Cross-Culture Internet Advertising

By Khare, Nidhi | Indian Journal of Economics and Business, June 2009 | Go to article overview

Cross-Culture Internet Advertising


Khare, Nidhi, Indian Journal of Economics and Business


I. INTRODUCTION

Indians are becoming more and more Net savvy: The sale of computers and also the Internet connections are increasing day by day, thus there is a drastic rise in the number of people accessing Internet on daily basis. This has given many firms in India an opportunity to advertise their products on Internet. Such a trend may be new for the Indian firms who are posting their advertisements on various websites but for multinationals working in developed countries this is an old trend. Internet is seen now as the latest mode of advertising and Internet Advertising has come out as a very powerful medium to inform, persuade or to remind the consumers. This poses a big challenge for the companies extending their ebusiness globally as well as for the advertisers to understand global consumers and to overcome cultural barriers and language differences on the web.

II. HOFSTEDE'S CULTURAL DIMENSIONS AND INFLUENCE OF CULTURE ON INTERNET ADVERTISING

Culture is a term with multidimensional interpretations Weber and Hsee (1998). While there are multifaceted definitions of culture Kroeber and Kluckhohn (1985), Hofstede defines culture as the collective programming of the mind that distinguishes the members of one group or category of people from another Hofstede (2001). The collective programming of the mind refers to shared patterns of beliefs, values and ideas that shape human attitudes and behaviours Bochner (1994). In other words, the individual members of a group share certain ideas, values, acts, or emotions with other members of the group Mooij (1997). He explained that culturally-based values systems comprised four dimensions: power distance, individualism/collectivism, masculinity/femininity, and uncertainty avoidance Fan et al. (2004).

Just because Internet access is available in almost all parts of the world, it doesn't mean that an organization's web site will reach all potential International customers. Just like any market or community, each country needs to be targeted strategically. For an organization to go global on the Internet really means going local in each geographic area because people respond to marketing messages through their own cultures. Marketers need to present messages that different cultures can understand, relate to, and trust. Going global on the Internet is different than in traditional media. A global presence in traditional media means offices in New York, Paris and London whereas for an Internet business, going global means having a local presence wherever the online audience clicks on to.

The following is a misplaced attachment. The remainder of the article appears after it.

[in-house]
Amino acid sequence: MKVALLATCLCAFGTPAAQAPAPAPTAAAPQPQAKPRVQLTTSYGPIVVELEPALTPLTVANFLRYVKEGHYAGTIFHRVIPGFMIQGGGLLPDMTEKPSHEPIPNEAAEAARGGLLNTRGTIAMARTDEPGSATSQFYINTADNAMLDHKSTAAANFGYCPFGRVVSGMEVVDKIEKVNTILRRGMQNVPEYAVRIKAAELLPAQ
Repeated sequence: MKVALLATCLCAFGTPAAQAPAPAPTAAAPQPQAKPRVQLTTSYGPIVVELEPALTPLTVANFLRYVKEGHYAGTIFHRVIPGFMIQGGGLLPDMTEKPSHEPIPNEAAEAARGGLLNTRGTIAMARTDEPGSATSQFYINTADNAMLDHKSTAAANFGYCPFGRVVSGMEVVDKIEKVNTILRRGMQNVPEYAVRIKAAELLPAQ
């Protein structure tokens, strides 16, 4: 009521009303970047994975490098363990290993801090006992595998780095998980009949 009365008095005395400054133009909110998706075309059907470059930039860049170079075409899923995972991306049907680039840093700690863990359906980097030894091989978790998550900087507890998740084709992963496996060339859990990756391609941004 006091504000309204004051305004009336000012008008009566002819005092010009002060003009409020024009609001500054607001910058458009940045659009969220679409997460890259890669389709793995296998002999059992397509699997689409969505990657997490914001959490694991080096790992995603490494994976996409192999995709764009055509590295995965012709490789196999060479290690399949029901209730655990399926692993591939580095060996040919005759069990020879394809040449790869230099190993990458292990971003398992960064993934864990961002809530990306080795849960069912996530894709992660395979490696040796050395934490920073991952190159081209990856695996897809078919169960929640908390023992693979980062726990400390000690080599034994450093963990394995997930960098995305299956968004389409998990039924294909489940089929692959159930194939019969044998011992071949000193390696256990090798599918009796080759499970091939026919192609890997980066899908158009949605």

Internet Advertising has opened new horizons for the companies working in India as it provides them with an opportunity to reach more prospective customers at a lower cost. But the major issue involved in these advertisements is that they are accessed by people across the world for getting the required information. Once such an advertisement is placed on a website the target segment cannot be restricted. This gives rise to problem of handling cultural issues related to Internet advertisements as from country to country the cultural value keeps on changing. When interacting within our native cultures, culture acts as a framework of understanding, however, when interacting with different cultures this framework no longer applies due to cross cultural differences Dubey and Khare (2008).

III. LITERATURE REVIEW

In most previous cross-cultural research, cultural differences often follow national boundaries McDaniels and Gregory (1991), and these differences are analyzed by a number of cultural dimensions, provided by Hofstede (1991). He identified four underlying dimensions of cultural values: power distance, uncertainty avoidance, individualism/collectivism, and masculinity/femininity. Among the four major dimensions of cultural values, uncertainty avoidance was considered the most important cross-cultural perspective of perceived risk because this dimension mirrors a culture's tolerance or intolerance of uncertainty. …

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